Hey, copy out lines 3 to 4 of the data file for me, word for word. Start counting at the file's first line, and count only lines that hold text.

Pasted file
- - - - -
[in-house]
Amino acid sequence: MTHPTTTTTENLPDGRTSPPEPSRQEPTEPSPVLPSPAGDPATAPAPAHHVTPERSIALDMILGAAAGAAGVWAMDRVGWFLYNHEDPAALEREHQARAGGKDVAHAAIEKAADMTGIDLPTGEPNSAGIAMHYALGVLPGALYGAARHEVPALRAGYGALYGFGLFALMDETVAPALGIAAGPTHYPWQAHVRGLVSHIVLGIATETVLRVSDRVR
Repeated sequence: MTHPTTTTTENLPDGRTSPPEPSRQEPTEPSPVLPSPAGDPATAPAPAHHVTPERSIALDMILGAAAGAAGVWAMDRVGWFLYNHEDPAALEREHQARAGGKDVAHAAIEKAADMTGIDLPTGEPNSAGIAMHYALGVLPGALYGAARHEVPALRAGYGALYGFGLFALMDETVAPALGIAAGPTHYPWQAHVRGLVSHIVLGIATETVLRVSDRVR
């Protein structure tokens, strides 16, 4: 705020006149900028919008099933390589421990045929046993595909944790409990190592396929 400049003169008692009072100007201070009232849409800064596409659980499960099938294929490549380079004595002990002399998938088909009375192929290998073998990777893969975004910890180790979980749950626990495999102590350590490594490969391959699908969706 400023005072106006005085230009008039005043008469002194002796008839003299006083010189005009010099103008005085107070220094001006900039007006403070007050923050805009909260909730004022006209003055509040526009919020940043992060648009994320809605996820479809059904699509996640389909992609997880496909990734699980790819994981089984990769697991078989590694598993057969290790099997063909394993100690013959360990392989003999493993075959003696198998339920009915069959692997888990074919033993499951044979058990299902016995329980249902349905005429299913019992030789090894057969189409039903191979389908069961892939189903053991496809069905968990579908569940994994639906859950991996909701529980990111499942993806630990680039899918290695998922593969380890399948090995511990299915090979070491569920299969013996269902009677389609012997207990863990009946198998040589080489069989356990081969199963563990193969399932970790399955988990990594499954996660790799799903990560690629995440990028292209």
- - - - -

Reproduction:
Repeated sequence: MTHPTTTTTENLPDGRTSPPEPSRQEPTEPSPVLPSPAGDPATAPAPAHHVTPERSIALDMILGAAAGAAGVWAMDRVGWFLYNHEDPAALEREHQARAGGKDVAHAAIEKAADMTGIDLPTGEPNSAGIAMHYALGVLPGALYGAARHEVPALRAGYGALYGFGLFALMDETVAPALGIAAGPTHYPWQAHVRGLVSHIVLGIATETVLRVSDRVR
């Protein structure tokens, strides 16, 4: 705020006149900028919008099933390589421990045929046993595909944790409990190592396929 400049003169008692009072100007201070009232849409800064596409659980499960099938294929490549380079004595002990002399998938088909009375192929290998073998990777893969975004910890180790979980749950626990495999102590350590490594490969391959699908969706 400023005072106006005085230009008039005043008469002194002796008839003299006083010189005009010099103008005085107070220094001006900039007006403070007050923050805009909260909730004022006209003055509040526009919020940043992060648009994320809605996820479809059904699509996640389909992609997880496909990734699980790819994981089984990769697991078989590694598993057969290790099997063909394993100690013959360990392989003999493993075959003696198998339920009915069959692997888990074919033993499951044979058990299902016995329980249902349905005429299913019992030789090894057969189409039903191979389908069961892939189903053991496809069905968990579908569940994994639906859950991996909701529980990111499942993806630990680039899918290695998922593969380890399948090995511990299915090979070491569920299969013996269902009677389609012997207990863990009946198998040589080489069989356990081969199963563990193969399932970790399955988990990594499954996660790799799903990560690629995440990028292209």